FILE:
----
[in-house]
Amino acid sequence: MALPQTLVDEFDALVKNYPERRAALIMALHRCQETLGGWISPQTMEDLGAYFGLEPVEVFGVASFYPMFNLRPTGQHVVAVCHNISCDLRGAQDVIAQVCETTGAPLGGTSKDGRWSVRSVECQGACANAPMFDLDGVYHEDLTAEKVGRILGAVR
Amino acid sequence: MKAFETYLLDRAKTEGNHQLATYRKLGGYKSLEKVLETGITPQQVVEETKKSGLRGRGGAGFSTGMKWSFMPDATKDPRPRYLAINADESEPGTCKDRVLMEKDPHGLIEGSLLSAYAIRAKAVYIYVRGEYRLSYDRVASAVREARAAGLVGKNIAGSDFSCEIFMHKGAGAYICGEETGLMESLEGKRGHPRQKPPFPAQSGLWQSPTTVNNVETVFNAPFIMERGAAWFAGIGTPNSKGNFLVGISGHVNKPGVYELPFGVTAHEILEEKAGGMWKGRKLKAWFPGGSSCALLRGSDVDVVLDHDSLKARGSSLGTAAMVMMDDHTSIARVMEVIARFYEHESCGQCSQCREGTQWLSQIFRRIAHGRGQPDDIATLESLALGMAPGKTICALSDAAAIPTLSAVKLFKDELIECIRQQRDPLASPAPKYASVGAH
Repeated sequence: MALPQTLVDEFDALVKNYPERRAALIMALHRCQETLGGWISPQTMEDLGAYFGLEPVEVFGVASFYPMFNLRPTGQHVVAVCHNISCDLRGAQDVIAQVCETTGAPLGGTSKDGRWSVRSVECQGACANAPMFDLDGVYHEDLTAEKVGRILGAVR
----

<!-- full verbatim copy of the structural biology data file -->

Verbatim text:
[in-house]
Amino acid sequence: MALPQTLVDEFDALVKNYPERRAALIMALHRCQETLGGWISPQTMEDLGAYFGLEPVEVFGVASFYPMFNLRPTGQHVVAVCHNISCDLRGAQDVIAQVCETTGAPLGGTSKDGRWSVRSVECQGACANAPMFDLDGVYHEDLTAEKVGRILGAVR
Amino acid sequence: MKAFETYLLDRAKTEGNHQLATYRKLGGYKSLEKVLETGITPQQVVEETKKSGLRGRGGAGFSTGMKWSFMPDATKDPRPRYLAINADESEPGTCKDRVLMEKDPHGLIEGSLLSAYAIRAKAVYIYVRGEYRLSYDRVASAVREARAAGLVGKNIAGSDFSCEIFMHKGAGAYICGEETGLMESLEGKRGHPRQKPPFPAQSGLWQSPTTVNNVETVFNAPFIMERGAAWFAGIGTPNSKGNFLVGISGHVNKPGVYELPFGVTAHEILEEKAGGMWKGRKLKAWFPGGSSCALLRGSDVDVVLDHDSLKARGSSLGTAAMVMMDDHTSIARVMEVIARFYEHESCGQCSQCREGTQWLSQIFRRIAHGRGQPDDIATLESLALGMAPGKTICALSDAAAIPTLSAVKLFKDELIECIRQQRDPLASPAPKYASVGAH
Repeated sequence: MALPQTLVDEFDALVKNYPERRAALIMALHRCQETLGGWISPQTMEDLGAYFGLEPVEVFGVASFYPMFNLRPTGQHVVAVCHNISCDLRGAQDVIAQVCETTGAPLGGTSKDGRWSVRSVECQGACANAPMFDLDGVYHEDLTAEKVGRILGAVR